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eCase: Screening for TD: Not Just in Patients With Schizophrenia
  • CME
  • CE

Greg W. Mattingly, MD
Released: February 28, 2022
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Key Research

Screening for TD in Patients Receiving Atypical Antipsychotic Treatment
Atypical antipsychotic use has expanded beyond chronic mental health conditions such as schizophrenia. Healthcare professionals now commonly prescribe atypical antipsychotics for bipolar disorder, augmentation of antidepressants, complex anxiety disorders, and developmental disabilities. Prescription statistics indicate that in 2020, just under one quarter of atypical antipsychotics were prescribed for schizophrenia, and prescriptions for bipolar disorder, major depression, and other conditions made up the rest.1 A similar review of 164,000 adults receiving atypicals in the United Healthcare/Optum database found that among individuals diagnosed with TD, the most common overlapping diagnoses were neurotic or anxiety disorders at 53%, mood disorders at 50%, and schizophrenia at 46%.2 Although TD is still highly prevalent among individuals with schizophrenia, the most common cases in a clinical practice may involve diagnoses other than traditional chronic psychotic illness.

Very few healthcare professionals were taught to routinely screen the wider variety of patients who now receive dopaminergic medications. The need to screen for TD and other medication-induced movement disorders is extremely important in patients with depression, bipolar disorder, anxiety disorders, and other psychiatric conditions for which they may be receiving atypical antipsychotic treatment.          

Risk Factors and Social and Emotional Impact of TD
Clearly, the use of an antipsychotic medication is a risk factor for the development of TD. Other risk factors associated with an increased vulnerability to developing TD include individuals older than 55 years of age; female sex; White or Black race/ethnicity; past or current extrapyramidal symptoms including akathisia, parkinsonism, or dystonic reactions; and presence of a mood disorder, intellectual disability, or central nervous system injury.3 In addition, a recent Veterans Affairs study showed that the use of the anticholinergic medication benztropine was associated with higher risk of the development of tardive dyskinetic movements.4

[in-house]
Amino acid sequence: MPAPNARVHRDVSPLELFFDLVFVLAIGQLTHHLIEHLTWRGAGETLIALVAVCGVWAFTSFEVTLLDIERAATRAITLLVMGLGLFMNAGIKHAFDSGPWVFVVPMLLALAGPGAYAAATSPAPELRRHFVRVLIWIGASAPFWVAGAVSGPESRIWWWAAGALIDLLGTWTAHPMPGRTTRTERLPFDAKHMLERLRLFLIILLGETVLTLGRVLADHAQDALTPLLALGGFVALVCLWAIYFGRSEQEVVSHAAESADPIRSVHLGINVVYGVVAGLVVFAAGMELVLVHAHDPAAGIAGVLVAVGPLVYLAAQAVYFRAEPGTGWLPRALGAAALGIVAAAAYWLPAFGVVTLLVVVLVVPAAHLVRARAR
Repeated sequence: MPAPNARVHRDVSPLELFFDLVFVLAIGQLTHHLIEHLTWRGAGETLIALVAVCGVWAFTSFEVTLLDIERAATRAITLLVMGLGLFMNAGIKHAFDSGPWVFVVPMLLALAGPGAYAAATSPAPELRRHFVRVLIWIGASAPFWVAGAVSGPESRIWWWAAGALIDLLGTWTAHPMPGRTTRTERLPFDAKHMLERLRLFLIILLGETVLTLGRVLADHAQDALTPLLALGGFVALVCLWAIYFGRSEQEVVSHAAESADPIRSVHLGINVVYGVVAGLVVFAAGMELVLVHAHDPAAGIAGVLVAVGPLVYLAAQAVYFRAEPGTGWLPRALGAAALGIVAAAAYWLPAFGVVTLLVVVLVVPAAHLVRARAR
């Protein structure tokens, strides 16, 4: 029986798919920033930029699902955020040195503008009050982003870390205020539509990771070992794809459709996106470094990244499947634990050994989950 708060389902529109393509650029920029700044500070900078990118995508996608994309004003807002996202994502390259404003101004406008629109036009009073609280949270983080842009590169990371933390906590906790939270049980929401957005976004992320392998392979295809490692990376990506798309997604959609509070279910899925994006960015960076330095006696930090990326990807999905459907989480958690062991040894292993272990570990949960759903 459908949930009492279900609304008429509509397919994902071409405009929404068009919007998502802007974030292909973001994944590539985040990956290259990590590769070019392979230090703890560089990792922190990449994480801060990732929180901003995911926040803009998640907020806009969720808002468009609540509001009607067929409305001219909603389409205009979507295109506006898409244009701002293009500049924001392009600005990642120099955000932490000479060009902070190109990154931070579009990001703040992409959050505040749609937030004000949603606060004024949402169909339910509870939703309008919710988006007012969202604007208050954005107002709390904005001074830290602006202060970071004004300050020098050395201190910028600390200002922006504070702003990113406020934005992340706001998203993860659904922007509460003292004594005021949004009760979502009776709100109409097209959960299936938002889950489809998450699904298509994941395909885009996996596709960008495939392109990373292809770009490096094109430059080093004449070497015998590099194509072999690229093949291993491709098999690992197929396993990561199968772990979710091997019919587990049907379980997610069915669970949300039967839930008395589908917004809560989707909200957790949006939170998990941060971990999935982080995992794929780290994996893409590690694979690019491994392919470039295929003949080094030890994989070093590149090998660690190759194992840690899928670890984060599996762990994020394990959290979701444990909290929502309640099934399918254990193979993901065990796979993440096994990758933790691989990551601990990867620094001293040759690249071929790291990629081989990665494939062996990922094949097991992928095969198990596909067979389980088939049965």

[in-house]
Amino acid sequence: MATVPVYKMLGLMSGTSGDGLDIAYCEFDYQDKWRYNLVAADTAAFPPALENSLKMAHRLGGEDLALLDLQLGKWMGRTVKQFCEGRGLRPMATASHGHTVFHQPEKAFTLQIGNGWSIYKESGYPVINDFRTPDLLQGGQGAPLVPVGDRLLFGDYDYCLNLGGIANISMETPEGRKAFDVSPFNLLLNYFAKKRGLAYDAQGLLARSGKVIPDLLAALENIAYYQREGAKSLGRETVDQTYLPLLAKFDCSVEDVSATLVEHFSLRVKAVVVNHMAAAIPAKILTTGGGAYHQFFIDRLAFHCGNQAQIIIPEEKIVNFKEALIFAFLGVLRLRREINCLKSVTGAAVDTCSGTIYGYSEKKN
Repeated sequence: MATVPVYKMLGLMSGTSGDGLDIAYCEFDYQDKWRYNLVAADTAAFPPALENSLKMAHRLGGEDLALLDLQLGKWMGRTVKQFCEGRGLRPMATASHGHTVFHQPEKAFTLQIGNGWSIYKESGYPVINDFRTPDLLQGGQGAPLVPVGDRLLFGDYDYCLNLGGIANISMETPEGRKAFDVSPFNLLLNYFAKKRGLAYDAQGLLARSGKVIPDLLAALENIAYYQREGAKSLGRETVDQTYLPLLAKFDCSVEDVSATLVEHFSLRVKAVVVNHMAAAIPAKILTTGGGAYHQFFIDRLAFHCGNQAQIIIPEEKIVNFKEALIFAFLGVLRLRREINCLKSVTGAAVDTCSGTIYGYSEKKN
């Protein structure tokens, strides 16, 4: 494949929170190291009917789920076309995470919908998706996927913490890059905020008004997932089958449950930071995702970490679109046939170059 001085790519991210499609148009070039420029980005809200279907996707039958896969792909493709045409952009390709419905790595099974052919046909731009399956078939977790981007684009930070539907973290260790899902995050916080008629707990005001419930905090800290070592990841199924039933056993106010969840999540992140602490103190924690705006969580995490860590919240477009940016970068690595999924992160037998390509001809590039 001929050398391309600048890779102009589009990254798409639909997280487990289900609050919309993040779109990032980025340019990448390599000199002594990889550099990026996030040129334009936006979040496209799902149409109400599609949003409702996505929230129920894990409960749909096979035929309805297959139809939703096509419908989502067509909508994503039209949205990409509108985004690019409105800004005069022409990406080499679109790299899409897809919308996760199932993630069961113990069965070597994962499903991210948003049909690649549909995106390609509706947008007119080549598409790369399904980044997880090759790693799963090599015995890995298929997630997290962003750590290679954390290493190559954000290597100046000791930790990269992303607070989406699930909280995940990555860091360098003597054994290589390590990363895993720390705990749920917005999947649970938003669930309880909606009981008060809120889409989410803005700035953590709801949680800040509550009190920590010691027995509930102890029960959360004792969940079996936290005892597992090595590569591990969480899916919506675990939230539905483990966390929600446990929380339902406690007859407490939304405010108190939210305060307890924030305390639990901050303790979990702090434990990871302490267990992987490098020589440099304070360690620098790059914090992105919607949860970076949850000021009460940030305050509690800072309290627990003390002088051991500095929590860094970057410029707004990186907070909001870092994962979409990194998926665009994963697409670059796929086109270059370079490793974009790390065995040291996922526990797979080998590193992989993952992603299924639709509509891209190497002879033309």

A recent study by McEvoy and colleagues5 highlights the social and emotional impact of TD. In total, 35% of participants in this study who had TD had a diagnosis of bipolar disorder, 34.5% had major depression, and 30.4% had schizophrenia. TD was associated with higher ratings of social withdrawal, worsened internalized stigma, and significantly lower ratings on overall quality of life. Patients became significantly more socially isolated and withdrawn as TD worsened.

The real-world impact of TD was recently explored by examining the social media posts of individuals with TD. Individuals were more likely to discuss the emotional aspects rather than the physical aspects of TD. Common terms used were “feel,” “worse,” “permanent,” “weird,” “horrible,” and “hate.”6

Where Do You Look for TD? Can Patients Screen for TD?
Recent studies have explored the utility of patient-rated screening tools compared with in-person physical examinations for detecting TD.7 Examinations by healthcare professionals found TD in the face, lips, and tongue in 66% of patients; hands and fingers in 59%; trunk in 21%; and lower limbs in 42%. In addition, more than 50% of patients had TD in 2 or more body regions. This study elucidates the importance of screening the entire body, not just focusing on the orofacial region.

This study also highlights that patients are aware of and can self-report their dyskinetic movements when asked. When patients were given a diagram of the body and asked whether they had experienced any abnormal movements in their head/face, neck/trunk, upper extremities, or lower extremities, patients were excellent self-reporters, showing high levels of correlation with clinical examination (P <.001).

With the FDA approval of 2 VMAT2 inhibitors for the treatment of TD, healthcare professionals now have options to improve the quality of life in individuals with TD. Pivotal trials of both deutetrabenazine and valbenazine allowed patients to stay on their antipsychotics, antidepressants, or mood stabilizers when warranted. Treatments with both of the approved VMAT2 inhibitors consistently have shown improvement in TD with minimal risk of worsening mood, psychosis, or other underlying psychiatric conditions.

References

  1. IQVIA National Prescription Adult Database. February 2020 - January 2021.
  2. Loughlin AM, Lin N, Abler V, et al. Tardive dyskinesia among patients using antipsychotic medications in customary clinical care in the United States. PLoS One. 2019;14:e0216044.
  3. American Psychiatric Association practice guideline for the treatment of patients with schizophrenia. 3rd edition. American Psychiatric Association; 2021.
  4. Caroff SN, Leong SH, Roberts CB, et al. Correlates of the abnormal involuntary movement scale in veterans with tardive dyskinesia. J Clin Psychopharmacol. 2020;40:373-380.
  5. McEvoy J, Gandhi SK, Rizio AA, et al. Effect of tardive dyskinesia on quality of life in patients with bipolar disorder, major depressive disorder, and schizophrenia. Qual Life Res. 2019;28:3303-3312.
  6. Farrar M, Lundt L, Franey E, et al. Patient perspective of tardive dyskinesia: results from a social media listening study. BMC Psychiatry. 2021;21:94.
  7. Caroff SN, Yeomans K, Lenderking WR, et al. RE-KINECT: a prospective study of the presence and healthcare burden of tardive dyskinesia in clinical practice settings. J Clin Psychopharmacol. 2020;40:259-268.
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